COLLEGE STATION — The National Center for Electron Beam Research, part of Texas AgriLife Research of The Texas A&M University System, has received a certificate of approval from the U.S. Department of Agriculture’s Animal and Plant Inspection Service.
The electron-beam facility and associated equipment was examined and found acceptable for use in the treatment of agricultural items regulated under the provisions of quarantines and regulations administered by the federal agency, said center administrators.
“This is a major milestone which can enhance the export competitiveness of the state of Texas and the United States,” said center director Dr. Suresh Pillai.
“Among other things, this will enable the export of agricultural commodities such as peaches and blueberries, as well as promote interstate movement of agricultural products that could be subject to quarantines.”
The center is only the second electron-beam facility in the continental U.S. approved by the agency for phytosanitary treatment, providing protection against invading insects and pests, he said. This certification allows the facility, located in College Station at
Texas A&M, to accept agricultural commodities from around the U.S. and to apply specific electron-beam doses so that these commodities may be exported to other countries.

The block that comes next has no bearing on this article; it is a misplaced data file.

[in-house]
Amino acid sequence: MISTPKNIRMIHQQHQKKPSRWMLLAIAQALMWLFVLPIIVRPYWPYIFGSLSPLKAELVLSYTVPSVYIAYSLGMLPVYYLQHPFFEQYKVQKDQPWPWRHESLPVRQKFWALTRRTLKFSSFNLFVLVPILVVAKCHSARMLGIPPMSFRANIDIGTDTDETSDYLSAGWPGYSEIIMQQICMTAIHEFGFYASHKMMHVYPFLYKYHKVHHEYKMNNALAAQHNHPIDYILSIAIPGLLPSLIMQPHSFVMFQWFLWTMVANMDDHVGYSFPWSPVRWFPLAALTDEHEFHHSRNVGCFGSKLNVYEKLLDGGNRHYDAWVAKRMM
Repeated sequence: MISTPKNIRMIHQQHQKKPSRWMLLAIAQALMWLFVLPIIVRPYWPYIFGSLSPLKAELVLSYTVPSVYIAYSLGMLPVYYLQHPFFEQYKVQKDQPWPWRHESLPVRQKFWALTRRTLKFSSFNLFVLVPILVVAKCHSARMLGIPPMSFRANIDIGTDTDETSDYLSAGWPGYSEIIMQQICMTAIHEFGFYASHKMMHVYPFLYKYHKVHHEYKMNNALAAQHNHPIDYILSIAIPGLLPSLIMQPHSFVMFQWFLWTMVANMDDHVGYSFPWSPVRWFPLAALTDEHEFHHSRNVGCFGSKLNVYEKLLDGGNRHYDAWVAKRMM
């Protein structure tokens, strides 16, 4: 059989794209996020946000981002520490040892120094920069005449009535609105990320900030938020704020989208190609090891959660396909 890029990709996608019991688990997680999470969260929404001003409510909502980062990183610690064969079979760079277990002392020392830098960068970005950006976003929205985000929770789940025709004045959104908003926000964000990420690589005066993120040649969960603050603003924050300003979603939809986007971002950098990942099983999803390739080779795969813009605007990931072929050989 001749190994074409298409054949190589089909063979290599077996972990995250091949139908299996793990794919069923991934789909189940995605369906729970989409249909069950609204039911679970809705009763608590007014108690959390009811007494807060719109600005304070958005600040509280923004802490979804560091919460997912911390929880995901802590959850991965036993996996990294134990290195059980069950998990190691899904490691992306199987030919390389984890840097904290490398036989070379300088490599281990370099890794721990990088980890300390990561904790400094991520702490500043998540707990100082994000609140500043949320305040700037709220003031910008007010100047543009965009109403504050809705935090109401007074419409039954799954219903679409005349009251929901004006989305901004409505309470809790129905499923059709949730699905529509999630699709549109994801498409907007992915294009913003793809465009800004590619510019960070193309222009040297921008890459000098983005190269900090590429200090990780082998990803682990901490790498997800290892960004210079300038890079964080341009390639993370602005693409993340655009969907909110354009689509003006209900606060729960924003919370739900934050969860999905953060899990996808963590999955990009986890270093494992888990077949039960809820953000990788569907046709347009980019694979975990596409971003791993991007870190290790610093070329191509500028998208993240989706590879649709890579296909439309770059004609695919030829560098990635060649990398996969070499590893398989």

“Having this capability in Texas can be a boon to agricultural exporters from states such as Georgia, South Carolina and Florida,” Pillai said. “USDA-APHIS is currently revising a federal law to allow the use of this technology on imported commodities in the U.S. If this law comes into effect, there will be a significant demand for using this technology on commodities currently being imported from Mexico such as guavas, mangoes, sweet lime, manzano peppers and carambola.”
He said irradiation treatment is the only approved technology for key agricultural commodities such as guavas, sweet lime, and manzano peppers.
“Electron-beam irradiation is a sustainable technology that overcomes the need to use environmentally damaging chemicals such as methyl bromide,” Pillai said. “This technology, which is essentially a switch-on/switch-off technology, does not involve the use of radioactive chemicals.”
He said a possible side benefit of using irradiation technology is that when the agricultural commodities are treated at doses for phytosanitary purposes, their shelf life could also be potentially extended.
Pillai said in addition to phytosanitary applications the use of electron-beam irradiation technology is making significant improvements in the sterilization of medical devices, the microbiological safety of food products, developing new therapeutics and enhancing the quality of polymers.